May 9, 2009

home & garden

Gardens in the sky

High-rise greenery is sprouting in condos and HDB blocks

By tay suan chiang

High-rise havens at Newton Suites (left) and HDB carpark in Toa Payoh. -- ST PHOTOS: JOYCE FANG, SHAHRIYA YAHAYA

Garden terraces on high-rise buildings are a growing idea.

More condominiums, Housing Board carparks and office towers are sprouting plants and trees amid the concrete, helping Singapore bloom as a 'garden city'.

Everyone is happy: Developers like adding high-rise greens because they say they help keep buildings cool and beautify the urban jungle. Residents like them because they help them keep close to nature, despite being above the ground.

The idea gets the (green) thumbs-up from housewife Mei Wong, who lives in one of Singapore's oldest housing estates, Toa Payoh, which boasts the first sky garden to connect five HDB blocks. It has landscaped footpaths, sheltered seating areas and a trellis where creepers grow.

Ms Wong, 40, who goes there often with her two children, says: 'There's no need for me to grow plants at home. I just come here.

'The plants keep the sky garden cool, and it is pleasant to look out onto it from my 20th-storey window.'

The HDB and the National Parks Board first started a pilot project to green the roof of a multi-storey carpark in Punggol in 2003. At some multi-storey carparks in new HDB projects, there are also roof gardens which the public can access.

The idea is also taking root in the private sector (see separate stories). Last month, the Urban Redevelopment Authority (URA) launched a new programme called Landscaping for Urban Spaces and High Rises - or appropriately, Lush in short - to promote more skyrise greenery.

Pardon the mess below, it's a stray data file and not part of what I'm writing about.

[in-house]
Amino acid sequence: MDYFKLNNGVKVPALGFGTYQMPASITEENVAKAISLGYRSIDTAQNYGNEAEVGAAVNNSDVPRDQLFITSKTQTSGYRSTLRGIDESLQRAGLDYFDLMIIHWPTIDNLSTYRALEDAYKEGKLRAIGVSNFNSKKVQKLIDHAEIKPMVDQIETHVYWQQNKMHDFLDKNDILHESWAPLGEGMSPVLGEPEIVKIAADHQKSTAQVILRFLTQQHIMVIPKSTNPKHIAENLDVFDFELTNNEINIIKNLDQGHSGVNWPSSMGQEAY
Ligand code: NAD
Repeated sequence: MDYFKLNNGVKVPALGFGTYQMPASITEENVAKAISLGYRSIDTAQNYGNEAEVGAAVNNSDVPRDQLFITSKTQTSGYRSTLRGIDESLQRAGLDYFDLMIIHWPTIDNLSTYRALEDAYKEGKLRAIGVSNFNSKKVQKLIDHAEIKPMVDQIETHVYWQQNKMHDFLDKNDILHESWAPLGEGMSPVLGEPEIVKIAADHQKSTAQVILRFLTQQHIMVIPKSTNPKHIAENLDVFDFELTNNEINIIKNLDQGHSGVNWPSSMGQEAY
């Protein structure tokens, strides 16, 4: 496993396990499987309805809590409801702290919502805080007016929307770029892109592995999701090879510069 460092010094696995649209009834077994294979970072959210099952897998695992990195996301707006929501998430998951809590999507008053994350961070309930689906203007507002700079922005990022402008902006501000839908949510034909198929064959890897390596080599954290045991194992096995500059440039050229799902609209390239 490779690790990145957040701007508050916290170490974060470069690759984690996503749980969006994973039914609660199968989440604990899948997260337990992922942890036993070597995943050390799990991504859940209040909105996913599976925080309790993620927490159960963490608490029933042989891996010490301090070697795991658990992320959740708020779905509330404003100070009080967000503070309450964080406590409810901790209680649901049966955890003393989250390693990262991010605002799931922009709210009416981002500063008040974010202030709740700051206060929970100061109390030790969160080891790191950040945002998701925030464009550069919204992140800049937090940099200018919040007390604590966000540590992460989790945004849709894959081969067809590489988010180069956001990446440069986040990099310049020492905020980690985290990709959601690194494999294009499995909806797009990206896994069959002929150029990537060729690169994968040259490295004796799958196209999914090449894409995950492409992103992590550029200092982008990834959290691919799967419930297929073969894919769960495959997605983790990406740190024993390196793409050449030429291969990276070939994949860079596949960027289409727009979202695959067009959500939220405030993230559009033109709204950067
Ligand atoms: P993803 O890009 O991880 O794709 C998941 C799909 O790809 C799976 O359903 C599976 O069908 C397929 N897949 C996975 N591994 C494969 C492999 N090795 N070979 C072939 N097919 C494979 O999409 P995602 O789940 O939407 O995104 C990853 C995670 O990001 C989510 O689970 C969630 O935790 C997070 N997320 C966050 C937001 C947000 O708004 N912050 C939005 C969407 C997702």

Its initiatives include making landscaping, such as to shape rooftop gardens or sky terraces, a must for new developments in Raffles Place, Shenton Way, Marina Centre, along Kallang River and Jurong Gateway, the upcoming commercial hub in the west.

Already, since 1997, the URA has encouraged developers to incorporate sky terraces in residential projects by allowing a higher building height if they are provided. Covered sky terraces are also exempt from gross floor area computation, which means a developer has more room to build more apartment units.

Under Lush, these guidelines were revised to require that sky terraces are lushly landscaped and that the greenery is visible externally, to ensure a more attractive communal space.

New condos are showing they are taking the sky garden concept to new heights. At year-old Icon in Tanjong Pagar, residents are living a luxe lush life.

The sky terrace on the 31st storey of the mixed-use development makes for one superb venue for residents' private parties. It is filled with shade-loving plants such as frangipani trees, and small pockets of areas have been created to give some privacy.

Mr Chng Kiong Huat, director of development and planning for the condo's developer, Far East Organization, says the sky terrace was created so residents can 'live, work and play within the compound'.

Property developer Capitaland has also introduced high-rise greenery at two recent residential projects, Citylights near Lavender and RiverGate near River Valley Road. At Citylights, there is a sky terrace on the 24th storey with fitness facilities, plus reading and yoga corners, amid the lush greenery.